Smashing Spotlight: Steven Rose, Senior Developer

Wonder what makes Smashing Ideas so smashing? Our people! We sat down with Steven Rose, Senior Developer, to talk shop, why he’s SI’s resident expert in Augmented & Virtual Reality, and how Sonic the Hedgehog led him down the path to being a digital pioneer in our agency.


What led you to the world of digital?

I have a vivid memory of seeing Sonic the Hedgehog in a department store, which completely blew me away. I wanted to understand how it worked so I went on to destroy disassemble a Sega Genesis to figure it out. After that I got a Spectrum ZX and started banging out some BASIC programs. I’ve been here ever since.


You’re our resident expert on AR (augmented reality) and VR (virtual reality). What excites you most about this emerging platform?

This year the tech is finally coming to consumers at large – the GearVR, Vive, the Rift, the HoloLens and more. We’re going to discover how consumers react to it, and see it evolve in response – new ways of using the tech will emerge over the next year that we had never thought of, and I find that very exciting.

On a personal level, massive multiplayer games draw me in so I’m eager to find out how they will translate to VR.


How do you think more traditional-based businesses will utilize AR/VR, or is it only for the entertainment industry?

  • In the classroom setting and for training – you retain knowledge better if you see and do things.
  • In creative work – VR will offer a natural way to move around and interact in 3D space, and creating 3D artwork may be easier than traditional 3D modeling.
  • In healthcare – surgeons can reduce the amount of mistakes that are made by practicing with VR. Medical data from scanners is easier to understand and manipulate.


Do you think there are any limitations of low-cost VR adapters like Google Cardboard?

Google Cardboard, and the like, are good because they bring relatively low-cost, easy-to-use VR to the table. However, there are a few drawbacks:

  • The first challenge is that limited processing power means high fidelity real-time 3D graphics aren’t feasible.
  • Second, there are a large variety of input devices, but due to the lack of adoption, not many Google Cardboard applications use them, so you are limited with how you interact with things. To be fair, this problem is also an issue for any VR tech that doesn’t come out of the box with some kind of controller.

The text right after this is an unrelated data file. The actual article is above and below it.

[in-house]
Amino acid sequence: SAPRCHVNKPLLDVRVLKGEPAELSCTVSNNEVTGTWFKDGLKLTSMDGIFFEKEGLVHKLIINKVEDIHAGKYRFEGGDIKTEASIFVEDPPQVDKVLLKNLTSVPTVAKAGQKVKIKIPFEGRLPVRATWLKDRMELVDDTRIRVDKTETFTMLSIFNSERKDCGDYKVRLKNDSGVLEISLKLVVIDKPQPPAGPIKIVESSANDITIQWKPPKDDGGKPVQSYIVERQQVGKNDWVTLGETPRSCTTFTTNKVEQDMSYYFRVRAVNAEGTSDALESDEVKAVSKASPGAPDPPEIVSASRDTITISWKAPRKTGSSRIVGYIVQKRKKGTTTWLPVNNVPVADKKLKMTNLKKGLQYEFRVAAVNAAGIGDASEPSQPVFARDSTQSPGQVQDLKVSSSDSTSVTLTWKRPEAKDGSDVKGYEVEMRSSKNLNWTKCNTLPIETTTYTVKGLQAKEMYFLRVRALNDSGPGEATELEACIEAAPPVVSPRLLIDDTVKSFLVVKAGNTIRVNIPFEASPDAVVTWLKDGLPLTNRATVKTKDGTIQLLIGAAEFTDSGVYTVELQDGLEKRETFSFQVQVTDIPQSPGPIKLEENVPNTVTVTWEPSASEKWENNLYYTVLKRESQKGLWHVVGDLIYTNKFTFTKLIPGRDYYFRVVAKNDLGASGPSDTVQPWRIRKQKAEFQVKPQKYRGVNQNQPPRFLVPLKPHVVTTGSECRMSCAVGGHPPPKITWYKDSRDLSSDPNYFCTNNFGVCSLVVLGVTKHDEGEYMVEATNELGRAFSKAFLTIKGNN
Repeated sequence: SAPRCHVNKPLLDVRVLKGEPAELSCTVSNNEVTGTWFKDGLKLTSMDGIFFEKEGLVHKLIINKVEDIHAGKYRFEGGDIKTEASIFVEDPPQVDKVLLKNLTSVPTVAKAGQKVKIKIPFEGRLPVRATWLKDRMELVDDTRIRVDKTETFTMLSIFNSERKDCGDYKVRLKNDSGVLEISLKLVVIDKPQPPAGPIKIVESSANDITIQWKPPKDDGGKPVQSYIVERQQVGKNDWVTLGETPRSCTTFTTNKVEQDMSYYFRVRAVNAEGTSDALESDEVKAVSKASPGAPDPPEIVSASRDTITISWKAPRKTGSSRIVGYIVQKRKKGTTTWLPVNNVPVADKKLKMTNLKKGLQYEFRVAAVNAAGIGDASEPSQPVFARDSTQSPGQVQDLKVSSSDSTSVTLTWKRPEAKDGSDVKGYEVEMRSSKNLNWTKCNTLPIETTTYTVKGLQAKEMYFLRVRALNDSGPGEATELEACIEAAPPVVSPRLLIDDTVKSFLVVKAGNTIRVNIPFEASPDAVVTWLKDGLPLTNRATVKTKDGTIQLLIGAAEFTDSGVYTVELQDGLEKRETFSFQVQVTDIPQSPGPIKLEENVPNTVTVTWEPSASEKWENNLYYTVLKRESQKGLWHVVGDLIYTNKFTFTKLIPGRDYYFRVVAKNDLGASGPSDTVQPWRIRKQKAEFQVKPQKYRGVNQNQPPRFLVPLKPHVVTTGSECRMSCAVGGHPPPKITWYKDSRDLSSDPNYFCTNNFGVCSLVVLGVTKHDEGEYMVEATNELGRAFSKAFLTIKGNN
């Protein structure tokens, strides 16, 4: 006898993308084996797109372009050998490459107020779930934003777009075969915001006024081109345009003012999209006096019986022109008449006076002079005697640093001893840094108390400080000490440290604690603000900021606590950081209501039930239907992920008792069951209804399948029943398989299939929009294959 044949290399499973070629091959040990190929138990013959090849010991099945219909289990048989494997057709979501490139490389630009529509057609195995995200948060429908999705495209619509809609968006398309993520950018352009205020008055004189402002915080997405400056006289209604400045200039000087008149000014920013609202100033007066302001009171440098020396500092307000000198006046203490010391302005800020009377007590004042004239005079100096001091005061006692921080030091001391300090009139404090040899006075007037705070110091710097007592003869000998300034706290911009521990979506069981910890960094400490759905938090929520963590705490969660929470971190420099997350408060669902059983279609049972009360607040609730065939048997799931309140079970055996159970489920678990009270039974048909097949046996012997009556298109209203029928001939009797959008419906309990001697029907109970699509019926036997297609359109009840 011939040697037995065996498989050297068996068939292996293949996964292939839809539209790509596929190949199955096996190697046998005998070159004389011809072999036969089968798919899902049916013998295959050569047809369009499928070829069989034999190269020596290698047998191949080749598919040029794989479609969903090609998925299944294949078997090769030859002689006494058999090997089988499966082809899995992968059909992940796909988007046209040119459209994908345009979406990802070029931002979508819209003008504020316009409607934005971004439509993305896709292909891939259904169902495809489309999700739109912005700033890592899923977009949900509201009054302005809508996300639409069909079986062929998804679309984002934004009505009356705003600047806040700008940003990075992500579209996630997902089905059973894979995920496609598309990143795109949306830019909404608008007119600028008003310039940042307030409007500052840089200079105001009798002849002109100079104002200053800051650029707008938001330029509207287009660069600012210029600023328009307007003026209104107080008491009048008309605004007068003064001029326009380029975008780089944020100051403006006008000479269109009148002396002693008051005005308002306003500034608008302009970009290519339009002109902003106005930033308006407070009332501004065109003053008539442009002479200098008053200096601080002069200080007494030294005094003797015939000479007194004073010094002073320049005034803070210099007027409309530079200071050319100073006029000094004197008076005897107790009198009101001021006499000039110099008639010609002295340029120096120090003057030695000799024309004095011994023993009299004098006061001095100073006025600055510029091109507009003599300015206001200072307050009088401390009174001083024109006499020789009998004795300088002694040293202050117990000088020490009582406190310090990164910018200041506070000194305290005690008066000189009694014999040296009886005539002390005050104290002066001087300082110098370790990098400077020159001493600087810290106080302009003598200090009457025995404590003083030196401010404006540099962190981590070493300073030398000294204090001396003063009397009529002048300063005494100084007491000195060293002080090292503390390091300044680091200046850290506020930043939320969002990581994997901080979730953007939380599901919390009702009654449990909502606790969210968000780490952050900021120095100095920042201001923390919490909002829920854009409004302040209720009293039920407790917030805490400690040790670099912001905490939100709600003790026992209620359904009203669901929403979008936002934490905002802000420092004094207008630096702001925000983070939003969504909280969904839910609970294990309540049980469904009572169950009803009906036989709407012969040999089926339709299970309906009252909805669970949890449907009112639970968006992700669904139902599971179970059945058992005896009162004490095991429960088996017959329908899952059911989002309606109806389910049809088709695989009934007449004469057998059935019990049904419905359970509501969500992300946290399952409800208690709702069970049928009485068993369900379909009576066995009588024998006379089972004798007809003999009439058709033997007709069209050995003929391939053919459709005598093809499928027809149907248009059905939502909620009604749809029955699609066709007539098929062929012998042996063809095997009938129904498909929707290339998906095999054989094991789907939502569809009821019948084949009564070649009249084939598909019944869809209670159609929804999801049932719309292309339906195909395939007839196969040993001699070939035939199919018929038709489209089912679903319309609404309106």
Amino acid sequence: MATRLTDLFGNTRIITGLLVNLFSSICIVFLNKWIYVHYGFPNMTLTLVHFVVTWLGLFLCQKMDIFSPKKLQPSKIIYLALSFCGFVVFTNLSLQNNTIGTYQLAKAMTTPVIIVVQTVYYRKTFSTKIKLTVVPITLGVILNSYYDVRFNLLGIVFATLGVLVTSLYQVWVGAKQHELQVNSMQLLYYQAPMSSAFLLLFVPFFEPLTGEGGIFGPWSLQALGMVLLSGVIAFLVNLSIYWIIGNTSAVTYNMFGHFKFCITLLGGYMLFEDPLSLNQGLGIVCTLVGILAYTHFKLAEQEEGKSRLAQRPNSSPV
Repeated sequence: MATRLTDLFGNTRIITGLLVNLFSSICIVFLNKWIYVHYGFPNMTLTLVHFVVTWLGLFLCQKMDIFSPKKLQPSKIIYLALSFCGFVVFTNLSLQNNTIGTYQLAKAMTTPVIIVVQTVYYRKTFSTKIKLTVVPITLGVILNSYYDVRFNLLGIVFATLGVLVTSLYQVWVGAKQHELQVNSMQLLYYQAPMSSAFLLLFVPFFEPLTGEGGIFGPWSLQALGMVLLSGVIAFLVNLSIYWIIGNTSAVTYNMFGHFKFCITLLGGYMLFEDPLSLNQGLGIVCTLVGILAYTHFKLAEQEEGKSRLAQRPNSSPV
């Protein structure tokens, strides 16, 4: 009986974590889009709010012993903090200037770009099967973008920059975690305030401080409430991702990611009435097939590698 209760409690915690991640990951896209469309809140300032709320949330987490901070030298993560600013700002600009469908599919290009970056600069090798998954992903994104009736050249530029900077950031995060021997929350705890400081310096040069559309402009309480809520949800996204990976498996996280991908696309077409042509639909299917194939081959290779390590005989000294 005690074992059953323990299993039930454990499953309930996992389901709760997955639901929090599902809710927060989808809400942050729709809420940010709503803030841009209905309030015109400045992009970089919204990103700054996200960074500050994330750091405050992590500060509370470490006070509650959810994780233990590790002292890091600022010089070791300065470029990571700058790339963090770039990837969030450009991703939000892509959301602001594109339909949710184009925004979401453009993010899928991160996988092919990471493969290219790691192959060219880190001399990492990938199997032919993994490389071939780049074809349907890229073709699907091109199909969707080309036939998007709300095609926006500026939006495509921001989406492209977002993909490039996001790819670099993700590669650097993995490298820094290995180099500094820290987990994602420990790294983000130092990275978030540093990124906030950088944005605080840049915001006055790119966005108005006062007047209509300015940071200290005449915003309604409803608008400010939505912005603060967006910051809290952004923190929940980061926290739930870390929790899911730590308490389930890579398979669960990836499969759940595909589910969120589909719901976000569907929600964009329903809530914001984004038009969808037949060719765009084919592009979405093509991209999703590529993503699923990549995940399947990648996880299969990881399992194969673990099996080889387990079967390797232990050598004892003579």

• Third, is lack of positional tracking – phones can track head rotation, but they don’t track position with the necessary accuracy – so any experience that involves actually walking around is not possible.

Despite my above qualms I do think all the aforementioned issues will be addressed in the long term, and due to the other advantages mobile VR could become the future of VR.


How does technology and visual storytelling work together to create a true VR experience?

VR offers a level of immersion where it feels like you’re really there in the scene. This type of immersion is referred to as presence. For storytelling this is huge – it can make things more exciting or scary and heighten emotional impact in general…maybe to the point where things have to be toned down not to overwhelm viewers – scary movies could be truly terrifying in VR. Oculus Story Studio (among many others) is pioneering approaches for effectively telling stories in VR.


You experiment and build VR experiences in your free time. What are some of your favorite things that you’re experimenting with?

I am someone who likes to interact with things as opposed to being a passive viewer. The leap motion is something that will track your arm, hand and finger movements so they can be brought into virtual experiences. I’ve played around with using it to rotate virtual objects. One criticism is that there’s no feedback – you can’t feel virtual things, but it is surprisingly easy to interact without touch and makes a deeper level of immersion possible.

I also made a small quadcopter game for a VR Jam called Quacer, which was fun to develop and play.


Now for the obligatory tech person question. What’s your favorite piece of technology you can’t live without?

My Razer Nostromo – it’s like a little ergonomic keypad for your left hand. It prevents me from getting RSI while gaming, and can be programmed.


You build some pretty amazing digital experiences, some of which aim at changing the way people learn and absorb information – what piece of technology do you personally hope will come out in the next 10 years?

I’d like to see general purpose robots come out that are actually useful and affordable. Maybe 10 years is pushing it, but a lot of progress is being made with robotics and AI.


We’re keeping the tech geek/nerd stereotype rolling along. Hands-down the geekiest thing about me is…

 I met my wife in a video game. Do I win a prize?


And last, but not least, what song best describes you?

This is such a hard question! I’ll go with Wonderboy by Tenacious D…

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